THE POCKET WATCH

A SANTHARIAN PARABLE

 
The Frethoni Book of Fables   
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Introduction. Fable No. 7, ca. 650 b.S. Fable #867, ca. 1495. One of the most recent additions to the "Frethoni Book of Fables" is the "Pocket Watch", not more than two centuries old. It tells us of the efforts of a dedicated and well-known clockmaker trying to repair a precious pocket watch a hobbit has given him to look after. But for some strange reason the clock never seems to be completely repaired, and the clockmaker needs to get back to work again and again. Until one day, that is...
 

Halfling with Pocket Watch

 Picture by Eshóh K'ryvvlen.

here once lived a very famous clockmaker in the Manthrian town of Marcogg. He was known for his sense of precision and the meticulous work that resulted from it; in fact he was so outstanding in everything he did and so committed to his craft, that his reputation spread throughout the whole of the United Kingdom. Whether it was a big clock with a pendulum or the tiniest pocket watch or a sundial, as long as the apparatus was meant to tell the time, the clockmaker knew what to do with it. He built clocks, fixed them, and sometimes even made them work better than ever before! People said that each clock the clockmaker constructed with his own hands was without a single flaw, and customers could expect such special gear to last for their whole lifetime. It goes without saying that respected nobles just had to commission their very own clock from this miraculous craftsman, and every citizen who wanted to make an impression too.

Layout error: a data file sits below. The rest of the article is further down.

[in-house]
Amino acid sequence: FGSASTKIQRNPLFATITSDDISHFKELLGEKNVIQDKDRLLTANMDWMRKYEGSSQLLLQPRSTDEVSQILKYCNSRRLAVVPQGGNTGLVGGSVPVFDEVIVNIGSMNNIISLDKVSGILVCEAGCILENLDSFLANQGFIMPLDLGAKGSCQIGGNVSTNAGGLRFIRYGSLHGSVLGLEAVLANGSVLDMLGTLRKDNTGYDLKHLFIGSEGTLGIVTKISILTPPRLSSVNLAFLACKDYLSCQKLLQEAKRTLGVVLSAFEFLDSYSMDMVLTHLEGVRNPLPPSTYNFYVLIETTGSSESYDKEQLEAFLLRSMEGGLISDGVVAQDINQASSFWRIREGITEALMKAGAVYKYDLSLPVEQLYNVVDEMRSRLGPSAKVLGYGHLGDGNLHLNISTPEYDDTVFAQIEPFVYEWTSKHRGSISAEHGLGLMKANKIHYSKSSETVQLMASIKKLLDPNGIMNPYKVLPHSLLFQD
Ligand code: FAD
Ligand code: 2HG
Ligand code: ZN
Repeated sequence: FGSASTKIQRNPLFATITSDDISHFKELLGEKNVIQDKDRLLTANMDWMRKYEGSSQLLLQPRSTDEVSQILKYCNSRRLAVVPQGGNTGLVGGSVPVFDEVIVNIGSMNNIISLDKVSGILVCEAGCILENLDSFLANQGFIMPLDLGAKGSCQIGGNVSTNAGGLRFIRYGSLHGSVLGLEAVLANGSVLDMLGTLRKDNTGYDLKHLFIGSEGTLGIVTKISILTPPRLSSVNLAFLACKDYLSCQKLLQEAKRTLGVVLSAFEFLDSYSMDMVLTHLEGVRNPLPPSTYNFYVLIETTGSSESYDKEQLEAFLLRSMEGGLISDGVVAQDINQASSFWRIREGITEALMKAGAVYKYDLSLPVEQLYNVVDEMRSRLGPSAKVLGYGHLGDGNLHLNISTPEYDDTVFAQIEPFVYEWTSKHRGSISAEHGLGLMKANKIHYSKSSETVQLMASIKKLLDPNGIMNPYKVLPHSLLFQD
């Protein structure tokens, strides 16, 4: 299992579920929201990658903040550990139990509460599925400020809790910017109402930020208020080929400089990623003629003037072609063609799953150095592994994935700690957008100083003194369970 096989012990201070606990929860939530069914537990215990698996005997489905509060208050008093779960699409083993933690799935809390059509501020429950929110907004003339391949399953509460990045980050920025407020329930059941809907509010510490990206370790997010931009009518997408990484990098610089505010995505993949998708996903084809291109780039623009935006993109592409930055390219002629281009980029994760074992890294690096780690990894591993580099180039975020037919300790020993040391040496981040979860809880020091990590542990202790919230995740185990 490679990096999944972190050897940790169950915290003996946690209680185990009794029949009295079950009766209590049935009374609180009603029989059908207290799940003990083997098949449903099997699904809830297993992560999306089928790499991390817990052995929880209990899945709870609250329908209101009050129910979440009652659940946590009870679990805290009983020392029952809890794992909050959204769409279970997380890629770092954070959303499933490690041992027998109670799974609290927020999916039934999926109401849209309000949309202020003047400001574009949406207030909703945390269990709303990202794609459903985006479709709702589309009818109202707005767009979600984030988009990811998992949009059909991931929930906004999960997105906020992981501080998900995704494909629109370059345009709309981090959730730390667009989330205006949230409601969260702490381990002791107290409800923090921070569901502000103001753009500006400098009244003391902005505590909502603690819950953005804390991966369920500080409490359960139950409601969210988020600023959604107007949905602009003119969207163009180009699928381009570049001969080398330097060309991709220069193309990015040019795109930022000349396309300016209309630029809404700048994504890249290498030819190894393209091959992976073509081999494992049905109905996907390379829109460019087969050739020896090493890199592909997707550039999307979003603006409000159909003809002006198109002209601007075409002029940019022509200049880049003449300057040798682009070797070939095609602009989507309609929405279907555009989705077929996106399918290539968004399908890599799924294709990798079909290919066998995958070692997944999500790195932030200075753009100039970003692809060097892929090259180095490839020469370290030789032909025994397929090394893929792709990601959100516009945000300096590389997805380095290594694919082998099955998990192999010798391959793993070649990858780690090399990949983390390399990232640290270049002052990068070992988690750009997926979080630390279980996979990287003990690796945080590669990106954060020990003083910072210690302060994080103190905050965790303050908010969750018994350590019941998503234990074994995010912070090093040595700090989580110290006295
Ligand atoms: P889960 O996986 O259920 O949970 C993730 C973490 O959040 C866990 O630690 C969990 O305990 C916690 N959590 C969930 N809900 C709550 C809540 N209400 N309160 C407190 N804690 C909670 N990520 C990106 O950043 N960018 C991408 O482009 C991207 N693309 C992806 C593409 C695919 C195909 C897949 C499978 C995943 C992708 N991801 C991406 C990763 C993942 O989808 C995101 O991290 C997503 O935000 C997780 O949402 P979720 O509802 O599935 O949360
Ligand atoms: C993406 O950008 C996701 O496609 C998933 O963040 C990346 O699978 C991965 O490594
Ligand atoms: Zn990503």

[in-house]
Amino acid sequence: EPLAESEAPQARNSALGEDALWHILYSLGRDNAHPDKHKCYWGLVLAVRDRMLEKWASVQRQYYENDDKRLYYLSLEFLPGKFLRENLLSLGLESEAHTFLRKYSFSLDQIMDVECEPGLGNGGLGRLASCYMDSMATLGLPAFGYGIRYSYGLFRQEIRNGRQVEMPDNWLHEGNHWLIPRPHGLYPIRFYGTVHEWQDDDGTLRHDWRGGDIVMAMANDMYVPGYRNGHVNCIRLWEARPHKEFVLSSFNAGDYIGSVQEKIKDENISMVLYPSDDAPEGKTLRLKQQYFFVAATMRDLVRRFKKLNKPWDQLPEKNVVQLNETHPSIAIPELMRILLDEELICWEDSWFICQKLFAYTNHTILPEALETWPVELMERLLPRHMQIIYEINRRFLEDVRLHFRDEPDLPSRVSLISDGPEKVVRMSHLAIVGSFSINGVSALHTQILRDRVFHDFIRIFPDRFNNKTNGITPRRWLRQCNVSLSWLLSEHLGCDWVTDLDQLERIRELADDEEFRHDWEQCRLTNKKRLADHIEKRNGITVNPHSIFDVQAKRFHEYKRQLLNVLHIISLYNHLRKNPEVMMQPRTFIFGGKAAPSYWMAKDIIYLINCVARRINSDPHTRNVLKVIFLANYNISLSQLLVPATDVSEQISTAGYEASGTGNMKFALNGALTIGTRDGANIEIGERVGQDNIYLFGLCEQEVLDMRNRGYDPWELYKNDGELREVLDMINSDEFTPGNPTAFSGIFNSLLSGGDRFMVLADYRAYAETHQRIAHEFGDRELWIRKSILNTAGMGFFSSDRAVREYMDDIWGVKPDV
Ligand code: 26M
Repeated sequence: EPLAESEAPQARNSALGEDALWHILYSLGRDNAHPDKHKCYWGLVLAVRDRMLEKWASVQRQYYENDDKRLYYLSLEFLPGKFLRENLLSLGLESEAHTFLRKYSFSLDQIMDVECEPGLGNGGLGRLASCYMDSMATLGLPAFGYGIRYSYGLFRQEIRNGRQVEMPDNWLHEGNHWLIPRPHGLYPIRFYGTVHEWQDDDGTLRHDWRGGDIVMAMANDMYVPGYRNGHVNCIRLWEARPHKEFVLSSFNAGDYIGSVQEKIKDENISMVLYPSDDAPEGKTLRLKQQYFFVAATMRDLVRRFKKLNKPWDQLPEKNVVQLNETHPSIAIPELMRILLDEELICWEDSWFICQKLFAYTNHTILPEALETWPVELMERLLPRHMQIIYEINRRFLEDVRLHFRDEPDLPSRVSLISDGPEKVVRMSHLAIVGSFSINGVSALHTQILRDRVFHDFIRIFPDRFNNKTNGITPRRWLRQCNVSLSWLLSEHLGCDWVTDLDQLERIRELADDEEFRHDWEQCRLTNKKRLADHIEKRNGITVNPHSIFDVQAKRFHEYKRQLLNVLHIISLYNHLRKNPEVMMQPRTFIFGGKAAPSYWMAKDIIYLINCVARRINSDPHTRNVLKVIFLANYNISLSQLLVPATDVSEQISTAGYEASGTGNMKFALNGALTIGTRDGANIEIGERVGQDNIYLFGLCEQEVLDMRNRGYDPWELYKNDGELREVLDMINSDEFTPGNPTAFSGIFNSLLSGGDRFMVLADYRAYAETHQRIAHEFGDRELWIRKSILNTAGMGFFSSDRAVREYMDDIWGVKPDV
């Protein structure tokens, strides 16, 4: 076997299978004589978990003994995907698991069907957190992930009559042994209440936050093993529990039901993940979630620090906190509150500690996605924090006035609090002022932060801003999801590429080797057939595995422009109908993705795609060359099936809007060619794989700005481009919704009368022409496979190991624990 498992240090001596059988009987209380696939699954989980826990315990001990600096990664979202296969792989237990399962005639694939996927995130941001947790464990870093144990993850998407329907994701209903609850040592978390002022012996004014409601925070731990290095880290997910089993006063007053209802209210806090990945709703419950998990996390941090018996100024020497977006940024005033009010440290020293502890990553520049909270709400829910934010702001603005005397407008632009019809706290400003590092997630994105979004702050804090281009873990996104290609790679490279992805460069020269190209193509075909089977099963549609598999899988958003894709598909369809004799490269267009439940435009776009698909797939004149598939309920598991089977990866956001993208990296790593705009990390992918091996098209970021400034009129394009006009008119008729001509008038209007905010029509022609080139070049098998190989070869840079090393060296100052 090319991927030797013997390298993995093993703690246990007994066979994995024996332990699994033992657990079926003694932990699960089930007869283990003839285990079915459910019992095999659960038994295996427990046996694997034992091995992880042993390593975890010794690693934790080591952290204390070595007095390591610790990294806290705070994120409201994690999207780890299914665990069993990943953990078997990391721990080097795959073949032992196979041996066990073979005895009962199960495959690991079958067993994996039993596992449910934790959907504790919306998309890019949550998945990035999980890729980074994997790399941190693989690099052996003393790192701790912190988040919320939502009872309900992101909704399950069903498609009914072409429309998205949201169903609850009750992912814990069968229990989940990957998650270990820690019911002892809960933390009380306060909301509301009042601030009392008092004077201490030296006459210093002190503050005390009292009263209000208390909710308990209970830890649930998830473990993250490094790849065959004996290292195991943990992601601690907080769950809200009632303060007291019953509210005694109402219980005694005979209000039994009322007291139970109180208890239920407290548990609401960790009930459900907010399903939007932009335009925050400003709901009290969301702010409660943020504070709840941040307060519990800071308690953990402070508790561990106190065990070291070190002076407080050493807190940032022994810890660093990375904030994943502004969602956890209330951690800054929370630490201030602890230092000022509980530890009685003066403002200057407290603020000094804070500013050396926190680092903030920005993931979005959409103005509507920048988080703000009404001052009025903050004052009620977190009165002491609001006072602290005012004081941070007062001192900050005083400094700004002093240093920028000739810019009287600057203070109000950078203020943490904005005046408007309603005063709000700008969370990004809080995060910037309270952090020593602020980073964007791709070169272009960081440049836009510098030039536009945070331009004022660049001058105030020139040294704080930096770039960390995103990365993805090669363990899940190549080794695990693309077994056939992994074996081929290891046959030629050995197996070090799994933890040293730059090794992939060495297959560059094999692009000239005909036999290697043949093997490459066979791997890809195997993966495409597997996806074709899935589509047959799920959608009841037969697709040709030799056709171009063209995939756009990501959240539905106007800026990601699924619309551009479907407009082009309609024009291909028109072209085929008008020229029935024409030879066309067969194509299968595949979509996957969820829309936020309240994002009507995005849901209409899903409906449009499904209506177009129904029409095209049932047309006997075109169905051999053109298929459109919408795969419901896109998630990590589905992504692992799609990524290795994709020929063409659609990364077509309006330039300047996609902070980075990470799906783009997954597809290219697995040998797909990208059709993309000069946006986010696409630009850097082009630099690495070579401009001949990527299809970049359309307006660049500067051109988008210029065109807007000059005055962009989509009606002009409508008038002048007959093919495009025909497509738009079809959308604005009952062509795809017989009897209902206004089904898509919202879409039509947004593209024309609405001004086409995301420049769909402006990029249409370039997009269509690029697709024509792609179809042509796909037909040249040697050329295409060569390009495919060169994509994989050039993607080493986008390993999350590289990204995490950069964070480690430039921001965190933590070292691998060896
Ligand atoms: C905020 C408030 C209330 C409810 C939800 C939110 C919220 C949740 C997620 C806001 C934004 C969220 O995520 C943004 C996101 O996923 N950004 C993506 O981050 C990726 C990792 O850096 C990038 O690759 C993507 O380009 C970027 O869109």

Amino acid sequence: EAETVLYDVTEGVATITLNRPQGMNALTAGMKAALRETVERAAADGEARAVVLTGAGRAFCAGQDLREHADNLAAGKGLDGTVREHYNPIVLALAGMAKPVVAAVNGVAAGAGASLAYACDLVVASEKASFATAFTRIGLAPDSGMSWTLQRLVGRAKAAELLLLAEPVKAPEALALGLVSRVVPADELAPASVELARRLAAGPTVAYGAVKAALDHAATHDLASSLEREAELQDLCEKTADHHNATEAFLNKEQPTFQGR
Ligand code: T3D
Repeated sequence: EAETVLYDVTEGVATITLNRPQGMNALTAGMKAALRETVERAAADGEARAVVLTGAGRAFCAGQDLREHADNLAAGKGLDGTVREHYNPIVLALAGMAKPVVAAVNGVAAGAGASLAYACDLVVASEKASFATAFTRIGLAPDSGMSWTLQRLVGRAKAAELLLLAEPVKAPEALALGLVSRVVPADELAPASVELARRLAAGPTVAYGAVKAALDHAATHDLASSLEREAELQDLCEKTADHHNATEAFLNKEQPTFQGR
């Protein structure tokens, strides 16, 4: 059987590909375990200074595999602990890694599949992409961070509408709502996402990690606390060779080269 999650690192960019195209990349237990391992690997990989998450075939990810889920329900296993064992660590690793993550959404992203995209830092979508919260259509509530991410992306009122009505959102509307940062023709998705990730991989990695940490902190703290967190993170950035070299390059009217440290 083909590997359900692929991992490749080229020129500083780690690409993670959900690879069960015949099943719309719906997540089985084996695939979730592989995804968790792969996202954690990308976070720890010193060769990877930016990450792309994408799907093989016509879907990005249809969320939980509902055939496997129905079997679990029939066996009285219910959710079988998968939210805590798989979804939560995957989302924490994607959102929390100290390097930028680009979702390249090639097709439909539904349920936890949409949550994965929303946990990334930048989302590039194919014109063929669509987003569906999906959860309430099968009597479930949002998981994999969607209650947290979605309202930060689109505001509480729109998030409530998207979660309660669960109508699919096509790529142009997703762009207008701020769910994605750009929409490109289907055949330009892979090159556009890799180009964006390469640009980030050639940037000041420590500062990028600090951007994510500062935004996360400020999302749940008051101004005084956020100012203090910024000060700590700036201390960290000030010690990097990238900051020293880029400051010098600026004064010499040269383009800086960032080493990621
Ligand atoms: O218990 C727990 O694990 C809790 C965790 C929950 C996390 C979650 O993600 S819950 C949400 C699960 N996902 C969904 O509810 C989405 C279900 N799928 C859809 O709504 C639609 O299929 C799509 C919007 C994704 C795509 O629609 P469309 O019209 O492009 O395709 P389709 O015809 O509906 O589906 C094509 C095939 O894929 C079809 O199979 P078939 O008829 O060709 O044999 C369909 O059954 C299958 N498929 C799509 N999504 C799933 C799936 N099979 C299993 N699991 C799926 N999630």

Now there was a wealthy halfling, who owned a very precious pocket watch. It was a unique heirloom he had inherited from his father and his father from his, and his grandfather from his father, so the pocket watch was among the most precious items the hobbit possessed. The watchcase for example was made of the finest gold and the dial had tiny sparkling gems instead of numbers to mark the hours. The halfling was quite proud of his watch and he loved it dearly: it was part of his family’s tradition, a symbol of his house name; it was valuable, beautiful and elegant. No one else had a watch like this.

However, one day the hands of the watch ceased moving. There was no apparent reason for that to happen, for the hobbit had always taken good care of it, but despite he wound up the watch, the hands refused to cooperate. So it came that the halfling of the watch sought out the famous Marcoggian clockmaker, confident that he could make the clock work again.

The clockmaker opened the faulty device and scrutinized its interiors with his trained eye. He tested the basic mechanics of the little machine, inspected gear-wheel by gear-wheel of the complicated, intricate clockwork. After some further research on similar clocks the master decided that he had to replace one particular wheel of the whole lot to make the entire mechanism function again. So that's what he did: He removed the defective wheel and put it in one of his drawers, which he had reserved for faulty parts for future reference. And indeed, after he wound up the treasured heirloom the hands came to life again. The clock worked, and the customer was satisfied with the result.